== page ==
This flash mob, which took place in Manchester, England, on March 14, 2007, gets the "mind-blowing" designation in part because a YouTube video of the event has been viewed more than 6 million times over the past four years. And it's no wonder. The video, which credits three University of Manchester students -- Ben Cooper, Thomas Cousins and Lucy Mans -- captures several dozen supermarket shoppers attempting a mass freeze frame for about four minutes.
As the scene opens at around 5:30 p.m. on that Wednesday in March, everyone in the supermarket appears to be shopping normally. Suddenly there's the sound of a train going by, and by the time the sound passes, about 50 supermarket customers have frozen in place examining produce, talking with friends -- some are even lying on the floor or sitting in shopping carts. Non-participating customers step gingerly around the mannequinlike freeze-framers, who don't budge until a whistle blows several minutes later, and the whole performance ends as suddenly as it began.
It's not the most-watched video on YouTube; nor is it the best-attended flash mob in history. But this event that took place in Mexico City on August 29, 2009 -- just weeks after pop icon Michael Jackson's death, on what would have been his 51st birthday -- holds a record of a different kind. It's in the Guinness Book of World Records for being the largest "Thriller" dance ever [source: Guiness].
The Instituto de la Juventud del Gobierno del Distrito Federal organized this flash mob at the Monumento a la Revolucion in Mexico City, and 13,597 people participated [source: Guiness]. The only directive appears to have been to perform the "zombie dance" from "Thriller" music video, and many participants went dressed as zombies, though some were dressed as the pop singer himself. Because the event happened before the shock of Jackson's death had fully subsided, videos of the event made it to mainstream newscasts worldwide.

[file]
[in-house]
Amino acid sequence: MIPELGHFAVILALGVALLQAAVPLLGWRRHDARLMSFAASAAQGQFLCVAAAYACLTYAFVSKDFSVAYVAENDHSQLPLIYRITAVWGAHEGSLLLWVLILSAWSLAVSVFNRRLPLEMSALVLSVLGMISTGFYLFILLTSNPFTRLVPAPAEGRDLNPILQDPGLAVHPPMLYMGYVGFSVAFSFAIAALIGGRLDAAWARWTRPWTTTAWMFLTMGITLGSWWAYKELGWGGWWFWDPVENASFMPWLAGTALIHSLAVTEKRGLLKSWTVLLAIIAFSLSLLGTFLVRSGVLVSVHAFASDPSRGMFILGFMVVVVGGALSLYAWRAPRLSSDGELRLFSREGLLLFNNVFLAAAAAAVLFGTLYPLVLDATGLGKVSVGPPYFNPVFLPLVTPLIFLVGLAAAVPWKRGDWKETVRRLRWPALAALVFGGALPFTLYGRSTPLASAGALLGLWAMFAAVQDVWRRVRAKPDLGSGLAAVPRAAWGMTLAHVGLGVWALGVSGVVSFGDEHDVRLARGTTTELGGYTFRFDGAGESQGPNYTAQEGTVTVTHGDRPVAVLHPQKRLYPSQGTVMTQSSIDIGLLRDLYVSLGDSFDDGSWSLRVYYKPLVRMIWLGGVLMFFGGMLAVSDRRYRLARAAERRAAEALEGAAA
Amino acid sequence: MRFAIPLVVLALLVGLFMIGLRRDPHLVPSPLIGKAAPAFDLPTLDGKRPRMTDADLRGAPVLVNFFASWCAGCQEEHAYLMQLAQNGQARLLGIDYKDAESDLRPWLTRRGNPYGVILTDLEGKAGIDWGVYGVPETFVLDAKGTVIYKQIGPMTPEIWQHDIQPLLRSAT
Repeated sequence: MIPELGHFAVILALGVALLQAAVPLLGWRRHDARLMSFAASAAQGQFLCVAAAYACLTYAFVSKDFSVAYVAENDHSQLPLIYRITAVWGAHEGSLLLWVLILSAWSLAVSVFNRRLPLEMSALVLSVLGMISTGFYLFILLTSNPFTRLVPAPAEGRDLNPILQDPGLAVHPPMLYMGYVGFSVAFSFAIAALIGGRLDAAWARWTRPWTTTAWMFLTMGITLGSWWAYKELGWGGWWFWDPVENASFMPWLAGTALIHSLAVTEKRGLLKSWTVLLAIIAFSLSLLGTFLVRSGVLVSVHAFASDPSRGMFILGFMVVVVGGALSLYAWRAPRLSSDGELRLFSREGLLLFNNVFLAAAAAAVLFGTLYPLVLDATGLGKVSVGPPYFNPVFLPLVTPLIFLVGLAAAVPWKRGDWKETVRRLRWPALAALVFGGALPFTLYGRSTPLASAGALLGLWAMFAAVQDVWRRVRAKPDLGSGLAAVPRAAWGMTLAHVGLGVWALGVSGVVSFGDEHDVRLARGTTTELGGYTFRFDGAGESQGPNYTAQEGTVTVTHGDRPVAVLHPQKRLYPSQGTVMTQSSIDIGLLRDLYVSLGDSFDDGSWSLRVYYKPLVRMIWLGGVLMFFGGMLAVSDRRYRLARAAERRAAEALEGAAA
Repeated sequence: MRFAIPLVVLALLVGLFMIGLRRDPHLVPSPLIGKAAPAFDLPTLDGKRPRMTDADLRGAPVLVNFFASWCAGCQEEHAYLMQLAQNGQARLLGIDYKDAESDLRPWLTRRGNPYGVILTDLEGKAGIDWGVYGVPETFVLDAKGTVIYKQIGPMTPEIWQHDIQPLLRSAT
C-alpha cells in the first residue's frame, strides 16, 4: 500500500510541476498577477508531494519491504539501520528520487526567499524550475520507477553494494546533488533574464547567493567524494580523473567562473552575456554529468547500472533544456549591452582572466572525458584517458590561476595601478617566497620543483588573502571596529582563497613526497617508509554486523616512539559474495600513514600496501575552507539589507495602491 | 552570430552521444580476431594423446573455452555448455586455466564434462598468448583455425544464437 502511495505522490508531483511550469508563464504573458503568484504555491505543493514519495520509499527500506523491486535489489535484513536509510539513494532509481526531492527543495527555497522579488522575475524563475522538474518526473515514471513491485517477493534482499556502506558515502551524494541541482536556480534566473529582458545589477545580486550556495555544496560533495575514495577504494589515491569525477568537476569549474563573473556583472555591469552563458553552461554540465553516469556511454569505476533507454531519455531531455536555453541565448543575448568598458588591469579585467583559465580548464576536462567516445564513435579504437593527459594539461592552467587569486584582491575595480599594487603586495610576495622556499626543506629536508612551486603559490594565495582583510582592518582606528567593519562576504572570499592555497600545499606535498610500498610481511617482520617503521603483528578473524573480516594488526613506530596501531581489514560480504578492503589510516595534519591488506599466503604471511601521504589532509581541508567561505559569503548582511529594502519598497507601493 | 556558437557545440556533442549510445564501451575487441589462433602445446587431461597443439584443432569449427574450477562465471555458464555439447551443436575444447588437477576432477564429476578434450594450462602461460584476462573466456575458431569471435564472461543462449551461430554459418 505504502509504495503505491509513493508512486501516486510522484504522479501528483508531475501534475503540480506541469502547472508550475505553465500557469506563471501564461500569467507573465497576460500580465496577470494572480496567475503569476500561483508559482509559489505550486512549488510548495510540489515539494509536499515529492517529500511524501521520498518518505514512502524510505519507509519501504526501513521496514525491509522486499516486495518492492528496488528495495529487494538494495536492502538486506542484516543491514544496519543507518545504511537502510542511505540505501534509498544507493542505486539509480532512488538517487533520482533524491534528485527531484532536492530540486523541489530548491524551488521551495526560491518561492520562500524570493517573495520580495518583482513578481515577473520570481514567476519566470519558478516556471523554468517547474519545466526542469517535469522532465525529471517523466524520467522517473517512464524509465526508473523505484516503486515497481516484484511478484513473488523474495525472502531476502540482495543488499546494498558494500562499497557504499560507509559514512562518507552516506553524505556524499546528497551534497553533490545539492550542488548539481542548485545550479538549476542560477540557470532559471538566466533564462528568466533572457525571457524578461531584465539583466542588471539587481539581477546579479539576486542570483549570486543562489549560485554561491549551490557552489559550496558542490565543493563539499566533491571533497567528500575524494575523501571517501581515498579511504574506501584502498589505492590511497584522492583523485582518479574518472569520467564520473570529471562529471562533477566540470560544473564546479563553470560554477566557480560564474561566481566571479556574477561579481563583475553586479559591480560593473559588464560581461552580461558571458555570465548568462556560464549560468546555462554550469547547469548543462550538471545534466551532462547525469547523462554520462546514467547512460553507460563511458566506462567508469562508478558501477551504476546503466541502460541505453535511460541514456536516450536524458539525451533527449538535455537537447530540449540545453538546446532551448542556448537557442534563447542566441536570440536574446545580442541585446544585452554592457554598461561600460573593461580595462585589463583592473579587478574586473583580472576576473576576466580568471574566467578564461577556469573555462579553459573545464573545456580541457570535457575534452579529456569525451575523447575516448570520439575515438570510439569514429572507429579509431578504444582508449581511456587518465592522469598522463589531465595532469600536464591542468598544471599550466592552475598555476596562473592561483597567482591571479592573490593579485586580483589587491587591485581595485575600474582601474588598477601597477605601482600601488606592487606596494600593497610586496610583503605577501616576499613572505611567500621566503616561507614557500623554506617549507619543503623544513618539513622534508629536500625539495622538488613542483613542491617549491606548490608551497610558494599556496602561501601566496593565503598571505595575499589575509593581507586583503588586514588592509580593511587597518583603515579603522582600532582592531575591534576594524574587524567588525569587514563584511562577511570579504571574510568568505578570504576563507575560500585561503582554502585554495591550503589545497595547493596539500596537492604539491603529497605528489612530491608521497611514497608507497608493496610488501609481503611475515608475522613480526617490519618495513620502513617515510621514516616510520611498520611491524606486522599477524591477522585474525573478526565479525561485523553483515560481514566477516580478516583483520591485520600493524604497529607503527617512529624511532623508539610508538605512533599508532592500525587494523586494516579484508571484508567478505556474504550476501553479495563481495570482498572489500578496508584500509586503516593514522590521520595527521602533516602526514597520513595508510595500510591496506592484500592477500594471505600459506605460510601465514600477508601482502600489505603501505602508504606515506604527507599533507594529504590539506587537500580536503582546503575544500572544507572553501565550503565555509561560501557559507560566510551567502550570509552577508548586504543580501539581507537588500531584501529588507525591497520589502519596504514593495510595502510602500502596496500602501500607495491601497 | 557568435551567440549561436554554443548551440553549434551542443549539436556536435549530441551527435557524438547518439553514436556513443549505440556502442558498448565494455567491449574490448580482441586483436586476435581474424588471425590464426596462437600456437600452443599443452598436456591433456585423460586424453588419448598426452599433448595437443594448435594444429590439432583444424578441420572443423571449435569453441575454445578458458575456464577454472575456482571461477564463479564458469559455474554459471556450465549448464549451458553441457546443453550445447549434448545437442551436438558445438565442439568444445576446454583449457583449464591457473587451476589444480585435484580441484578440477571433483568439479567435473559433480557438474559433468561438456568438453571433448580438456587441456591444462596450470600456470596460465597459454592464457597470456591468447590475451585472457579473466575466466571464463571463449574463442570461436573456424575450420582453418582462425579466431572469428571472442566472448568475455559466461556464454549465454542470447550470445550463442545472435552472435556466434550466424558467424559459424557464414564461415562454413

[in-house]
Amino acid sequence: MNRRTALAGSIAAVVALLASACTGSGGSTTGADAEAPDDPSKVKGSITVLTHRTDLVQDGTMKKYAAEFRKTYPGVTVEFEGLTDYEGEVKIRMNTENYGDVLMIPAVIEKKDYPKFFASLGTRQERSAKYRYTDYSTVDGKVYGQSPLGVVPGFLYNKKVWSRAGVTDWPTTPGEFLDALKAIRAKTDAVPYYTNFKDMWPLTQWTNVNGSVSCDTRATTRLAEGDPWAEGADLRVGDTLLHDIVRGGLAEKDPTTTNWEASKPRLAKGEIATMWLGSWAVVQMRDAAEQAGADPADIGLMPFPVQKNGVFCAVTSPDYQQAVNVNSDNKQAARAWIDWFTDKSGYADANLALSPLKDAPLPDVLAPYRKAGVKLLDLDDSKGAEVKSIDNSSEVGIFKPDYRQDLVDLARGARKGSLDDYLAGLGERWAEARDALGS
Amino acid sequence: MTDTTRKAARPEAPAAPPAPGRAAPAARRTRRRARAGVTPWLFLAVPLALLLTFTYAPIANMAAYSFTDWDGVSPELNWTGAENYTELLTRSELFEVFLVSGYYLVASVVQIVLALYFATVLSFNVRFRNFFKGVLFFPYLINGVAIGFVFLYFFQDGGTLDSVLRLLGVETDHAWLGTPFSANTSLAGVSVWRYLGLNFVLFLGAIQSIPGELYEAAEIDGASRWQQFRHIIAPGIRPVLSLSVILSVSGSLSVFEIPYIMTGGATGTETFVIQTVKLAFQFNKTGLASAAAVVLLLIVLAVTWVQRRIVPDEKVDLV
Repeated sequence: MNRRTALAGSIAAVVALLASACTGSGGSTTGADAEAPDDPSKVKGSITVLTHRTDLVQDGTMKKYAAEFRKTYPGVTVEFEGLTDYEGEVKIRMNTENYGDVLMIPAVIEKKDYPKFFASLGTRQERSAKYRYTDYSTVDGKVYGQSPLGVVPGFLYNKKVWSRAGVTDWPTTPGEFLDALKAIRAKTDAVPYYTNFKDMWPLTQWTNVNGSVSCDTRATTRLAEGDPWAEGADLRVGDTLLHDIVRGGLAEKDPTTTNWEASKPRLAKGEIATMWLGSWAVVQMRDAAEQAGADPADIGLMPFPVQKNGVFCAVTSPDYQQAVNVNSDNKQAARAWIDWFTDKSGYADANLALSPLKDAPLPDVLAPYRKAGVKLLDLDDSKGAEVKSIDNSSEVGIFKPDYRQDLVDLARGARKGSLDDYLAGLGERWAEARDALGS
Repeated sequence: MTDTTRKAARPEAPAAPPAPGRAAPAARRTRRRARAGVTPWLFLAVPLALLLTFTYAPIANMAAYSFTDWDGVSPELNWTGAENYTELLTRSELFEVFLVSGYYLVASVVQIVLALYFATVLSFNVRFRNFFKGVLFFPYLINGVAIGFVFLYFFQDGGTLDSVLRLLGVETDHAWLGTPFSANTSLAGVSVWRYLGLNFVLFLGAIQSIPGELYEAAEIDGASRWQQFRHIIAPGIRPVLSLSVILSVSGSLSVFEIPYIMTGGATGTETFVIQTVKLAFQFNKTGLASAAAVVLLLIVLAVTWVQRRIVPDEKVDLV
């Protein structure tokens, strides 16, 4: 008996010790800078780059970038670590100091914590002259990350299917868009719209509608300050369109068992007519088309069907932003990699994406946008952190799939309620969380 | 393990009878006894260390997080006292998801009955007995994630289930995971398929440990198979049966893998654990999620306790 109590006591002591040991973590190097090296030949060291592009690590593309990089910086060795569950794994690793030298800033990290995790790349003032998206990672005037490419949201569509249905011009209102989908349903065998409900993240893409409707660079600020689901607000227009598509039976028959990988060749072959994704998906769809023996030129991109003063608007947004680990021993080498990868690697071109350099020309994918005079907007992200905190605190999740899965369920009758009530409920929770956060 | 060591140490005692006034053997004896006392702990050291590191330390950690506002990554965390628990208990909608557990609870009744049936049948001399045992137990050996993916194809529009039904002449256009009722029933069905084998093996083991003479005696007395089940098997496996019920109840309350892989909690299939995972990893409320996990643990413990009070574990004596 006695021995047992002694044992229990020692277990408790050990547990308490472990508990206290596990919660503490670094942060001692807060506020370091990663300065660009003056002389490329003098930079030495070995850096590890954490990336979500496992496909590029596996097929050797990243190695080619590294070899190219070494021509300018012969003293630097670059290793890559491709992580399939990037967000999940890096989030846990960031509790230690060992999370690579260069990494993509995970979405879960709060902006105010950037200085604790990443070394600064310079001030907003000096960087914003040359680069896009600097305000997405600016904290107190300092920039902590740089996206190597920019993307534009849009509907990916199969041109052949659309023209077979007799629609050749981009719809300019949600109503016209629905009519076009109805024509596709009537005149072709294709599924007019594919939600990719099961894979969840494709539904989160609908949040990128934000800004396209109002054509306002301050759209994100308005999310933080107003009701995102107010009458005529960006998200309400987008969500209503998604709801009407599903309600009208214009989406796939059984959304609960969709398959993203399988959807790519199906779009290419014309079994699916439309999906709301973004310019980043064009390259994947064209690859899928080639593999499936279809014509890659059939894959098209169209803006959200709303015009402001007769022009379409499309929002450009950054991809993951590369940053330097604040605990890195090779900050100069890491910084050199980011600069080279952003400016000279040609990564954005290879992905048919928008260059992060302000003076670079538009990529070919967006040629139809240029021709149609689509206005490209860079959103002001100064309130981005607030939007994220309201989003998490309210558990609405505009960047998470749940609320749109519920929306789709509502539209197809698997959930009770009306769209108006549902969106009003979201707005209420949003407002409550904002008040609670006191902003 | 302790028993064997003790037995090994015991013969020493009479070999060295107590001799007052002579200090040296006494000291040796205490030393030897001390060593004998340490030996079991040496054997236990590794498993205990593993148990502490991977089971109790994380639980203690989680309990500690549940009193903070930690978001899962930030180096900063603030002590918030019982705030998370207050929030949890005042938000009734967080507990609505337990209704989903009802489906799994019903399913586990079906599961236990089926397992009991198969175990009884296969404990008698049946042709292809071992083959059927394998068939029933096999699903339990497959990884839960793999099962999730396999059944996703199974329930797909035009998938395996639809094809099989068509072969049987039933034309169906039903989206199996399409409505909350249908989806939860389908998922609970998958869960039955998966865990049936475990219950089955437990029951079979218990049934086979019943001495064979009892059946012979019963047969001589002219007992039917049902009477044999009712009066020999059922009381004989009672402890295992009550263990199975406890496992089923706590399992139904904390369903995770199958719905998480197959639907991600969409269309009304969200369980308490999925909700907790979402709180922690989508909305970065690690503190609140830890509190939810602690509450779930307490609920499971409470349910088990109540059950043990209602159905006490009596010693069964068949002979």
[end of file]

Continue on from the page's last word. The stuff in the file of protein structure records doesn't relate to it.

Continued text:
Some flash mobs are shocking due to their sheer spontaneity. This one, which took place on Michigan Avenue in Chicago on Sept. 8, 2009, may mesmerize you because of how well-choreographed it is. It took place during a live Black Eyed Peas performance of the song "I Got a Feeling" for The Oprah Winfrey Show's Season 24 kickoff party, and involved a crowd of about 21,000 people dancing in unison [source: Riley]. The dancing bug appeared to spread gradually throughout the crowd. It started with just a lone dancer in front of the stage, hopping up and down enthusiastically as everyone else stood stoically around her. Soon, a half-dozen other dancers joined in to her left, right and behind her. And the wave spread.